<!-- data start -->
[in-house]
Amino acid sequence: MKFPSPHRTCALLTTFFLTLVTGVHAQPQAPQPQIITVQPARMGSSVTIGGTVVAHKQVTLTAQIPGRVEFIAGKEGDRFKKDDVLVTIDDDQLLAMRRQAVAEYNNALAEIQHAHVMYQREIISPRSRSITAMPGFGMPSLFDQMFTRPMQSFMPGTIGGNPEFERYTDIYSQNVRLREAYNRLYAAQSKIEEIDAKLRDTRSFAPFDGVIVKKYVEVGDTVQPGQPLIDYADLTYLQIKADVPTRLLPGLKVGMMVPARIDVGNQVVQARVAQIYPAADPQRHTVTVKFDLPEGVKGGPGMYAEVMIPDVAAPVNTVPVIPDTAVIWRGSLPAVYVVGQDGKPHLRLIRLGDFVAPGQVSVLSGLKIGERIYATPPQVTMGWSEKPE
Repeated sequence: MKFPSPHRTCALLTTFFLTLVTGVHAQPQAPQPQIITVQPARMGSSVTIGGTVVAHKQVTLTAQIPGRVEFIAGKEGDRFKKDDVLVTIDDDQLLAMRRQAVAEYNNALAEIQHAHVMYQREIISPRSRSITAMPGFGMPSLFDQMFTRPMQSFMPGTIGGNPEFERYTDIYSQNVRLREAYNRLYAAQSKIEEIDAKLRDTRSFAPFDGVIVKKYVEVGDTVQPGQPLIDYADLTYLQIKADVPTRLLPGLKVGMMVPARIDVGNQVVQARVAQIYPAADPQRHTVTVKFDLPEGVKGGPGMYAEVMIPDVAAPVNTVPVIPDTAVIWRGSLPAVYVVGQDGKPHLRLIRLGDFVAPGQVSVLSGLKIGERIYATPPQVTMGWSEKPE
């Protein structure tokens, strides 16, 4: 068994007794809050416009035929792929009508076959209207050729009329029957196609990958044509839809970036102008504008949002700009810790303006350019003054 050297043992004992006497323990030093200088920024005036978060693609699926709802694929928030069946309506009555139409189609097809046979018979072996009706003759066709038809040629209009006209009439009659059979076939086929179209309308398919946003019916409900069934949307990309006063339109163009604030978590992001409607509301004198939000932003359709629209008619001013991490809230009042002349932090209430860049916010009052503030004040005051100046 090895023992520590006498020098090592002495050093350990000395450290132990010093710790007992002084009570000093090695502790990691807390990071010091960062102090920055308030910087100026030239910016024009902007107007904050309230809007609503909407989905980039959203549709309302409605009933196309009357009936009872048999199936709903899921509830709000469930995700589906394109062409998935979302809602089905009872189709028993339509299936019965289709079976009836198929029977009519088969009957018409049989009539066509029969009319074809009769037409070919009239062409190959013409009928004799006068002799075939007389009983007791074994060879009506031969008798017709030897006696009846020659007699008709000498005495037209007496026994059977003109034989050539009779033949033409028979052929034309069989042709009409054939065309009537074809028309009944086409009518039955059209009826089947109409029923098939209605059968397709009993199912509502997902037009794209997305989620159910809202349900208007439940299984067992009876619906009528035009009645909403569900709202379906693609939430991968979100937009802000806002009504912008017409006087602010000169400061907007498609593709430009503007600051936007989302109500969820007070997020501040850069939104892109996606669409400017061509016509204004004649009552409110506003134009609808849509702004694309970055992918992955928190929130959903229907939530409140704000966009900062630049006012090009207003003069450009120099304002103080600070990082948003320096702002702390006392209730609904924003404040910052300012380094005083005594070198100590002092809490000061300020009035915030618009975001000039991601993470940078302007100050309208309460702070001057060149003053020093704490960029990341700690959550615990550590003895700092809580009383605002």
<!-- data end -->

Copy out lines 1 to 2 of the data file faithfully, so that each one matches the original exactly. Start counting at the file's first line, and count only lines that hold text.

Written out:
[in-house]
Amino acid sequence: MKFPSPHRTCALLTTFFLTLVTGVHAQPQAPQPQIITVQPARMGSSVTIGGTVVAHKQVTLTAQIPGRVEFIAGKEGDRFKKDDVLVTIDDDQLLAMRRQAVAEYNNALAEIQHAHVMYQREIISPRSRSITAMPGFGMPSLFDQMFTRPMQSFMPGTIGGNPEFERYTDIYSQNVRLREAYNRLYAAQSKIEEIDAKLRDTRSFAPFDGVIVKKYVEVGDTVQPGQPLIDYADLTYLQIKADVPTRLLPGLKVGMMVPARIDVGNQVVQARVAQIYPAADPQRHTVTVKFDLPEGVKGGPGMYAEVMIPDVAAPVNTVPVIPDTAVIWRGSLPAVYVVGQDGKPHLRLIRLGDFVAPGQVSVLSGLKIGERIYATPPQVTMGWSEKPE